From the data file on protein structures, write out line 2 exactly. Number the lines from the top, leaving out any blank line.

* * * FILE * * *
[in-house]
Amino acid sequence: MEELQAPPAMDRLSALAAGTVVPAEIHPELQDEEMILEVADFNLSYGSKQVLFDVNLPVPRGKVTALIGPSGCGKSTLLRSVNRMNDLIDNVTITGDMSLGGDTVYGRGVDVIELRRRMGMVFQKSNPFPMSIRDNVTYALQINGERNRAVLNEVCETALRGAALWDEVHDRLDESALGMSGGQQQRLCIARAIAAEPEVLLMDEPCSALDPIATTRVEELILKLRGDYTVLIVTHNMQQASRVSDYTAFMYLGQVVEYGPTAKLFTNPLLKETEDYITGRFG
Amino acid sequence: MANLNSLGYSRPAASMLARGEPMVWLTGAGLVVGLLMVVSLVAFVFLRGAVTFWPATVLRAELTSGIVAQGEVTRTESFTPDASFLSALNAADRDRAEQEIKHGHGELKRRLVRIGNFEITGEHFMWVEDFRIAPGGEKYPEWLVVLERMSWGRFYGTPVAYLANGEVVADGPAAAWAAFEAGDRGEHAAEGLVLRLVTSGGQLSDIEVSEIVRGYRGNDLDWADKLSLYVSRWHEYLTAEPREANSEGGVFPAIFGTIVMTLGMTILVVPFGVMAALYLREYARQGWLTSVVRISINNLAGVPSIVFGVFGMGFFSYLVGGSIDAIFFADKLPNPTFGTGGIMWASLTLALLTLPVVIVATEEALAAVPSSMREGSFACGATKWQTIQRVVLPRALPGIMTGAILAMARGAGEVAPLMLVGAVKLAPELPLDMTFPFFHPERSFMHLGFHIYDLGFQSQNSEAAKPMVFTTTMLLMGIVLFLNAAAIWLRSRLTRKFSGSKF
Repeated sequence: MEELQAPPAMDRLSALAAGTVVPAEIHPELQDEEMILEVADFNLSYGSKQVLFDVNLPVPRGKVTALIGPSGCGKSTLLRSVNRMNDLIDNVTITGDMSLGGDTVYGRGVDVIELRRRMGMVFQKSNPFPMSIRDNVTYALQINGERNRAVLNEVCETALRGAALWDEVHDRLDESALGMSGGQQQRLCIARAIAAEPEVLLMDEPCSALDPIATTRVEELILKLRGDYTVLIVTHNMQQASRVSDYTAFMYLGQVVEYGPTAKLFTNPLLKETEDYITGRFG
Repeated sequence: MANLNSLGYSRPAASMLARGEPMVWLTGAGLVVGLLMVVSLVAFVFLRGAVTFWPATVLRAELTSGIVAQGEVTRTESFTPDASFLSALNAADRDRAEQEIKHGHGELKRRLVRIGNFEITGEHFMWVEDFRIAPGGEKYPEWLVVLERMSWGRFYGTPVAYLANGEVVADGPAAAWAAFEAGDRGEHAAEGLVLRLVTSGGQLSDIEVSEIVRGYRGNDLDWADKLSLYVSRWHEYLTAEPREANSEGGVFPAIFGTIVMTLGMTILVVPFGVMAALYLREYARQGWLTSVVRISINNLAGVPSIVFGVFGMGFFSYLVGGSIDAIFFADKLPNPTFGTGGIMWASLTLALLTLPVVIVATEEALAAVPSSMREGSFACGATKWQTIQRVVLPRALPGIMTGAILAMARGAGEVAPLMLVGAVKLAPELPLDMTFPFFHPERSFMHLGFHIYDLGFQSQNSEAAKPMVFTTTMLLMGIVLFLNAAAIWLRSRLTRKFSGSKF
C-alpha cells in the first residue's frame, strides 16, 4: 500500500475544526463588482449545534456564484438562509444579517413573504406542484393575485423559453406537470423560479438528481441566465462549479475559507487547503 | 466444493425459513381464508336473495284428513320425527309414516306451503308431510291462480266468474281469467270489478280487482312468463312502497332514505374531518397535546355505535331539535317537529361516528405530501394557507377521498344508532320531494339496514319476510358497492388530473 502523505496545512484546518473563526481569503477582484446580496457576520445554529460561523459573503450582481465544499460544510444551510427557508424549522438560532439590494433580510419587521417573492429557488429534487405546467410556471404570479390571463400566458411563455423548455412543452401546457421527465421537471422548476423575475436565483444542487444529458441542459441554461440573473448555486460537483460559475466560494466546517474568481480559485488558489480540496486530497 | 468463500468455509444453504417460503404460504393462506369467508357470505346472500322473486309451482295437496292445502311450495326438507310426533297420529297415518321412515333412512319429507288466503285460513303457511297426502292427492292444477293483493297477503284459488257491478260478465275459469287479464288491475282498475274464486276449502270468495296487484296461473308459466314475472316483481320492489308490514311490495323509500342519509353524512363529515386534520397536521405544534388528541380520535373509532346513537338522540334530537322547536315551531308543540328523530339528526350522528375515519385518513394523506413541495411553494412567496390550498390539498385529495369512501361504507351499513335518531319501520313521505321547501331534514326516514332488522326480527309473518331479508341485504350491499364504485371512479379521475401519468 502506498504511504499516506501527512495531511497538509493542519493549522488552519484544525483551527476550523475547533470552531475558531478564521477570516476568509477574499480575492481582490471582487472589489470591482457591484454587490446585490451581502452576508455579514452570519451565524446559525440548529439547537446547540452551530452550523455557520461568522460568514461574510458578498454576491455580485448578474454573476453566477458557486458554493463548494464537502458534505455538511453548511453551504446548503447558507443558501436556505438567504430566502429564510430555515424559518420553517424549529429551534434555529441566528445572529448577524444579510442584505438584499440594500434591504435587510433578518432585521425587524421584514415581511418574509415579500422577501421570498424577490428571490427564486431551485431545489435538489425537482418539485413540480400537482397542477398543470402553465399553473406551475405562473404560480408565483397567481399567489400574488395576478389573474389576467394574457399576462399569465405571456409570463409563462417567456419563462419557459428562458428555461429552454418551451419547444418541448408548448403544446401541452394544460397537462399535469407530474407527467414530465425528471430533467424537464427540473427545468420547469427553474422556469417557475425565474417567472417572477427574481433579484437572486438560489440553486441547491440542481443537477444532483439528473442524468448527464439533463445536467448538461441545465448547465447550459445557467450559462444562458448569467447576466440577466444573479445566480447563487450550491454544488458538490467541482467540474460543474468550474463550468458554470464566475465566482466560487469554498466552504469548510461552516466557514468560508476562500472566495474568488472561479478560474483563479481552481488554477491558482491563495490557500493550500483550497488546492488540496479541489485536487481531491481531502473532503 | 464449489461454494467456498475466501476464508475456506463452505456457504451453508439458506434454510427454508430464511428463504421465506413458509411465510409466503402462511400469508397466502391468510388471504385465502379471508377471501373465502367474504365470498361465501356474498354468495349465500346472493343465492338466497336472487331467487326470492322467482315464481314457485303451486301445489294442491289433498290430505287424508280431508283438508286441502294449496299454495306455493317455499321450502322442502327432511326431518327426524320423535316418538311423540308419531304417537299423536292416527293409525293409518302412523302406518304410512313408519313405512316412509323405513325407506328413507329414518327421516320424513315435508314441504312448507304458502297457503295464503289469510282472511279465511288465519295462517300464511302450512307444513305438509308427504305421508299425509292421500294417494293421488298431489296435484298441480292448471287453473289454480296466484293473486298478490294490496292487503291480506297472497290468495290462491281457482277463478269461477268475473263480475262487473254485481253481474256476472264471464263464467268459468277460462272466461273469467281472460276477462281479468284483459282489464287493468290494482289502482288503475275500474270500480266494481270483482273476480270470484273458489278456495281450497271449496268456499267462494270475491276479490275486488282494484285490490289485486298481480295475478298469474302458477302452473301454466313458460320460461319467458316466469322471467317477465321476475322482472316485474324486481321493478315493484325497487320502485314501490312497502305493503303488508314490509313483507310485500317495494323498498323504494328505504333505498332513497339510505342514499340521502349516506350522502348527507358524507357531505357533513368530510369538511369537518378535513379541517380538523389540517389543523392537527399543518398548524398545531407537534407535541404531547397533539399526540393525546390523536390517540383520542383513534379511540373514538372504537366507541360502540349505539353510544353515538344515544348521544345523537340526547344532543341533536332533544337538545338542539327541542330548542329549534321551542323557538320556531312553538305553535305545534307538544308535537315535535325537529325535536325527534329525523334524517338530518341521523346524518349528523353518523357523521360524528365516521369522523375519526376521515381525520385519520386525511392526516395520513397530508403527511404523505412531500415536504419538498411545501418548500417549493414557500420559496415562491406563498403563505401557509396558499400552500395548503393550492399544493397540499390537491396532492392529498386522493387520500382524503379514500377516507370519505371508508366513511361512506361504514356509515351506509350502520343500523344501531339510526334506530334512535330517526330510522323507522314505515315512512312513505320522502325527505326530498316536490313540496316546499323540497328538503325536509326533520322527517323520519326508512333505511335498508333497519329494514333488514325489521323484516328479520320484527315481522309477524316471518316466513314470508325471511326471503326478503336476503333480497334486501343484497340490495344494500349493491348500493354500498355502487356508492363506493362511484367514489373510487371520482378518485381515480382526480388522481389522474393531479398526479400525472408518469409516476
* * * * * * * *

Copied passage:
Amino acid sequence: MEELQAPPAMDRLSALAAGTVVPAEIHPELQDEEMILEVADFNLSYGSKQVLFDVNLPVPRGKVTALIGPSGCGKSTLLRSVNRMNDLIDNVTITGDMSLGGDTVYGRGVDVIELRRRMGMVFQKSNPFPMSIRDNVTYALQINGERNRAVLNEVCETALRGAALWDEVHDRLDESALGMSGGQQQRLCIARAIAAEPEVLLMDEPCSALDPIATTRVEELILKLRGDYTVLIVTHNMQQASRVSDYTAFMYLGQVVEYGPTAKLFTNPLLKETEDYITGRFG